Welcome to Kings' December e-newsletter. This edition advises how to protect crops from high winds, considers green cover destruction methods in advance of spring drilling, emphasises the importance of soil health and encourages growers to join Operation Pollinator.
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Kings southern technical advisor
Protecting crops from wind
For most of the country, there has been little sign of winter and hardly a frost to speak of. We have had plenty of dull, damp days though and growers in the north have had horrendous flood conditions to deal with. We’ve also had some gale force winds which have highlighted issues with the late season holding ability of game cover crops in places.
It’s important to consider factors like this when assessing game performance, which is often best undertaken in December and January. Working in a perennial crop, such as a belt of reed canary grass or chicory, can help to protect the main feed or game cover crop from strong winds. This is particularly effective with maize and keeps the crop warm at game bird height by deflecting winds up and over the crop, which also helps to maintain late season standing power. Perennials can also provide a screen as positions are taken before a drive begins, which can make a big difference when late season birds are restless.
Underplanting crops such as maize with a mixture of red, white and Japanese reed millet can have a similar effect in warming the crop and will offer an extra feed dimension as well as providing support to any crops that may have brackled later in the season. Maize does not like too much competition, however, some herbicides will remove millet and birds will not run on to flushing points if the crop is too thick, so it's important to take expert advice on seed rates, agronomy and tactical location to get the most out of this approach.
Preparing for spring crops after green cover
For following spring crops to establish well, green cover crop destruction must be managed effectively. Last year, some growers were caught out when they tried to drill directly into the residue of large, leafy crops that had been only been destroyed that same week.
Crops can be destroyed by a variety of methods, but your approach should be decided according to the cover crop species and the crop that will follow. This may include grazing off, flailing or applying glyphosate for example, followed by ploughing, cultivating or direct drilling. The availability of equipment will also impact on the decision.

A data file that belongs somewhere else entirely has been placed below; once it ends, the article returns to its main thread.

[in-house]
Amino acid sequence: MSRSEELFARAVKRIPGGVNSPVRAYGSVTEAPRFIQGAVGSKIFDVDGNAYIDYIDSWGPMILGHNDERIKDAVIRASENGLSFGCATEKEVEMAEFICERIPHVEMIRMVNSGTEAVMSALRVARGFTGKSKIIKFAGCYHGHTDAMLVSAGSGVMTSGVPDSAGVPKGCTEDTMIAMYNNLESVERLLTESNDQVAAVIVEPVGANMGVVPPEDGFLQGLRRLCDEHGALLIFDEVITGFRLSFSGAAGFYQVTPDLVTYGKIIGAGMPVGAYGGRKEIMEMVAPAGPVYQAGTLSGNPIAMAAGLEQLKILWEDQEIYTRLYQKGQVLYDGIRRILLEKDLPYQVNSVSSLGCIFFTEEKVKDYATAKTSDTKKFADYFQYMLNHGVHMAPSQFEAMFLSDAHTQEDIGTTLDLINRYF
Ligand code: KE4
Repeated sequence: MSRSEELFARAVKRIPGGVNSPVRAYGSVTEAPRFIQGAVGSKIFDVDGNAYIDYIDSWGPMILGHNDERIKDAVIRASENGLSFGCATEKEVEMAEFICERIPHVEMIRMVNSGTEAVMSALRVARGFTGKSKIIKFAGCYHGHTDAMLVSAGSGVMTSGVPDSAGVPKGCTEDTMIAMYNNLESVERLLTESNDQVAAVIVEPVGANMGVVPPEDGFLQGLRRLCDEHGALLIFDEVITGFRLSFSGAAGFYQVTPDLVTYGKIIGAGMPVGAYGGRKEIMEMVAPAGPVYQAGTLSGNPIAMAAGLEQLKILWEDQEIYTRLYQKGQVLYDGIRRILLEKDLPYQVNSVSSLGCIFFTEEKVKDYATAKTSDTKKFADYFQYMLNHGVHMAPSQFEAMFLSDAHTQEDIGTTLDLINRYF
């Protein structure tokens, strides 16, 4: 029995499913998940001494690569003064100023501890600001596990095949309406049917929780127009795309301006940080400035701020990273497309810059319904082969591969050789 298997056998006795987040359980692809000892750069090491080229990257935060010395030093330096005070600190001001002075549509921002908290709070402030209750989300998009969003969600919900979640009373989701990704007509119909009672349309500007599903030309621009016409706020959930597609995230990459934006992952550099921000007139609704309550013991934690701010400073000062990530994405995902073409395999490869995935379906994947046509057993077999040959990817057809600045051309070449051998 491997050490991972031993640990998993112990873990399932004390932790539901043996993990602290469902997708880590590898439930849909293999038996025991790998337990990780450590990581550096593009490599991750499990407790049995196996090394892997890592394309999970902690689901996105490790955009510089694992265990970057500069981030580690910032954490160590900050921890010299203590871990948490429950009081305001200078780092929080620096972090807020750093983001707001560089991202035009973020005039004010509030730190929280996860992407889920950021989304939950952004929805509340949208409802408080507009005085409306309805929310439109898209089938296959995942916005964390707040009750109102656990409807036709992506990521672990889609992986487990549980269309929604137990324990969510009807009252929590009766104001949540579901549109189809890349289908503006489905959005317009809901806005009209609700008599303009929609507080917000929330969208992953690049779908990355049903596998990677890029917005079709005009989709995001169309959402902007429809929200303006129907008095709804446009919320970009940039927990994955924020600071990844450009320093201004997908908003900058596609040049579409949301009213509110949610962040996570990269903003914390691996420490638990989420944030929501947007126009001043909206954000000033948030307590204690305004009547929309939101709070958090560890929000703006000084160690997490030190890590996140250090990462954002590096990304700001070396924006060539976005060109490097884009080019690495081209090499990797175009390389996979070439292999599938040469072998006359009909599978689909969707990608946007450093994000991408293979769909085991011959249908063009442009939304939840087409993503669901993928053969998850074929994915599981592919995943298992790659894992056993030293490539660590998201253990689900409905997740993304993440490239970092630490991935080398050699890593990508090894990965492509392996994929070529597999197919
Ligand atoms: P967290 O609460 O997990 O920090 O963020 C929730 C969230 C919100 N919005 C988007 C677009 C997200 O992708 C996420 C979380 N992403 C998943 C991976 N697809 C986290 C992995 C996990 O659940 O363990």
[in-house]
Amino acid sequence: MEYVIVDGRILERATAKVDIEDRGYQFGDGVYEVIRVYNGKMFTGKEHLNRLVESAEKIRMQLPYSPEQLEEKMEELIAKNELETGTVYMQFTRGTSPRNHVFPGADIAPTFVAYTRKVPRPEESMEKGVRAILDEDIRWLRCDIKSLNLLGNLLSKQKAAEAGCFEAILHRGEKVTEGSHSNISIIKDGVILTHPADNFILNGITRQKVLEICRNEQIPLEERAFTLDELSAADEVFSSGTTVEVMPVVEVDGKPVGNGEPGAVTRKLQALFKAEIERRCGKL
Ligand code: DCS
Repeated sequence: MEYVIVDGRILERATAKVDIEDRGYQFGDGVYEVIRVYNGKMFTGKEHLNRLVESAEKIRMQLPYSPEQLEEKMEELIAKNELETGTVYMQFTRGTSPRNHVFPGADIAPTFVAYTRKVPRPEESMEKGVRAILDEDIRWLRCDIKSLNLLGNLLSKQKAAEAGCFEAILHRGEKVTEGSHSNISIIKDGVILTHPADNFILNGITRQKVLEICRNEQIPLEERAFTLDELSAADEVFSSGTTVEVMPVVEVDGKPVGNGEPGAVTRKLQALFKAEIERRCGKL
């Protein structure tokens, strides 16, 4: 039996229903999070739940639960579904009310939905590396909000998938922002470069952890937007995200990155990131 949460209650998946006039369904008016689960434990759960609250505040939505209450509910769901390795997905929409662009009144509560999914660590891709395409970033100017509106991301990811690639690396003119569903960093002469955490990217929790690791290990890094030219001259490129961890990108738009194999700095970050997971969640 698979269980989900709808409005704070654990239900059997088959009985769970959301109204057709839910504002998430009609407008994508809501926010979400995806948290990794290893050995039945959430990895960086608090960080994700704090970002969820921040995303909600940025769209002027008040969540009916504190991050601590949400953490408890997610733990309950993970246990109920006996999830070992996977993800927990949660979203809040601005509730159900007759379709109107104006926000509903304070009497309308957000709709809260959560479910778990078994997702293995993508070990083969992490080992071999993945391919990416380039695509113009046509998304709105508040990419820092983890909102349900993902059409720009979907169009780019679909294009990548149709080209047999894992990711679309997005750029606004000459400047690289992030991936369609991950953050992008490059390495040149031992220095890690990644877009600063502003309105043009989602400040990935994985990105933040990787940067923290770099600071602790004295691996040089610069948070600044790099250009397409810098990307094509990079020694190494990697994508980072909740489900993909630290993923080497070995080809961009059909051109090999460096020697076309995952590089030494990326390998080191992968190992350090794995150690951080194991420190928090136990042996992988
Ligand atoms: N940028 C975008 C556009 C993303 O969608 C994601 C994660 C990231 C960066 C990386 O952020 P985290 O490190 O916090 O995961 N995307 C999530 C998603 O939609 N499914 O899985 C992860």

These examples demonstrate the different approach taken by two growers earlier this year:
• In Northamptonshire, a bespoke oil radish based cover crop was sprayed off with full rate glyphosate + wetter on 15th January; spring beans were then drilled with a 12m Horsch tine drill on 16th March. The pre em was also mixed with glyphosate.
• In Wiltshire, a bespoke cover crop was sprayed with glyphosate two days before drilling spring barley with a New Zealand cross slot drill.
Be sure to work with your seed supplier and agronomist to make sure your spring crop gets off to a good start while also getting maximum benefits from the cover crop.
Focus on soil health to improve crop performance
Interest in soil health has increased on a huge scale in 2015, named International Year of Soils by the Food and Agriculture Organisation. Growers recognise that understanding soil and ensuring it is in the best condition is vital to achieving healthy, profitable crops. Kings and Frontier trials, particularly around green cover, have produced interesting and exciting results to evidence this.
As we all work harder to take care of our soils and improve growing conditions for crops, Frontier has developed a new soil health report. This takes soil testing to the next level, examining the physical, chemical and biological properties of soil and reporting on:
- Soil density
- Compaction vulnerability
- Broad spectrum nutrient analysis
- Organic matter content
- Soil texture
- Potential nitrogen release
- Microbial activity
- Soil vigour.
This information provides an accurate starting point from which effective action plans can be created. By working with expert advisors, these can be used to address soil health, plan crop inputs and ultimately improve yields.
Do your bit for Operation Pollinator
Two seed mixes developed by Kings to attract and benefit pollinating insects and farmland birds have been popular with growers, selling 250ha of the Bees n Seeds mix and 213ha of Annual Wildflower mix to create hundreds of hectares of valuable new habitat.
The Annual Wildflower mix contains cornfield annuals, crimson clover, red clover and phacelia which provide a prolonged flowering period and sustained supply of food, bridging the hungry gap in food availability for pollinating insects. With phacelia, mustard, brown mustard, fodder radish, Gold of Pleasure, sunflower, kale rape and buckwheat, the spring sown Bees ‘n’ Seeds mix provides a wealth of valuable pollen and nectar through the late summer, as well as an abundance of seed for wild birds through the winter months.
Farmers are in a great position to create environments for pollinators to flourish by providing a range of foraging habitats with diverse, rich nectar and pollen nutrition alongside suitable areas for nesting. It is hoped that growers’ interest and enthusiasm for the initiative will continue and both mixes will be available in 2016 at the same reduced cost which includes essential agronomic support from Kings.
To get your Operation Pollinator seed and find out more about how your farm can help wildlife, contact Belinda Bailey at
or call Kings on 0800 587 9797.